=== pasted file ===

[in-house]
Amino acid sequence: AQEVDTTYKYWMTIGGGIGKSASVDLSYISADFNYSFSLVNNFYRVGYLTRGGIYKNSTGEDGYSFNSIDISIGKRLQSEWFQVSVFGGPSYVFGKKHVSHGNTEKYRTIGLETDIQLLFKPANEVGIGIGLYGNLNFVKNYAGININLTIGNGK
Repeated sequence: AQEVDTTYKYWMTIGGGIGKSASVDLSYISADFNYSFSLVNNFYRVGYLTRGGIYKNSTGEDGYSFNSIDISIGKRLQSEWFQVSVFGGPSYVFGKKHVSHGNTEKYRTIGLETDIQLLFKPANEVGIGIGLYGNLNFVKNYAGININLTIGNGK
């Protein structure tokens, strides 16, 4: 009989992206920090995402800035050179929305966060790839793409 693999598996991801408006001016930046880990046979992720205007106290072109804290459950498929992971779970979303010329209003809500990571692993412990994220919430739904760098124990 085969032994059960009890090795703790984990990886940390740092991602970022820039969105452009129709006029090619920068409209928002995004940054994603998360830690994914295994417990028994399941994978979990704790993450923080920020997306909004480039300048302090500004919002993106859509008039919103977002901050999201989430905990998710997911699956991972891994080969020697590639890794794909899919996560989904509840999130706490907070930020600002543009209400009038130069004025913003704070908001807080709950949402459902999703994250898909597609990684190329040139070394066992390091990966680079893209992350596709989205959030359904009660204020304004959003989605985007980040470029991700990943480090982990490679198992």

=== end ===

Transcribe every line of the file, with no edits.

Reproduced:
[in-house]
Amino acid sequence: AQEVDTTYKYWMTIGGGIGKSASVDLSYISADFNYSFSLVNNFYRVGYLTRGGIYKNSTGEDGYSFNSIDISIGKRLQSEWFQVSVFGGPSYVFGKKHVSHGNTEKYRTIGLETDIQLLFKPANEVGIGIGLYGNLNFVKNYAGININLTIGNGK
Repeated sequence: AQEVDTTYKYWMTIGGGIGKSASVDLSYISADFNYSFSLVNNFYRVGYLTRGGIYKNSTGEDGYSFNSIDISIGKRLQSEWFQVSVFGGPSYVFGKKHVSHGNTEKYRTIGLETDIQLLFKPANEVGIGIGLYGNLNFVKNYAGININLTIGNGK
């Protein structure tokens, strides 16, 4: 009989992206920090995402800035050179929305966060790839793409 693999598996991801408006001016930046880990046979992720205007106290072109804290459950498929992971779970979303010329209003809500990571692993412990994220919430739904760098124990 085969032994059960009890090795703790984990990886940390740092991602970022820039969105452009129709006029090619920068409209928002995004940054994603998360830690994914295994417990028994399941994978979990704790993450923080920020997306909004480039300048302090500004919002993106859509008039919103977002901050999201989430905990998710997911699956991972891994080969020697590639890794794909899919996560989904509840999130706490907070930020600002543009209400009038130069004025913003704070908001807080709950949402459902999703994250898909597609990684190329040139070394066992390091990966680079893209992350596709989205959030359904009660204020304004959003989605985007980040470029991700990943480090982990490679198992």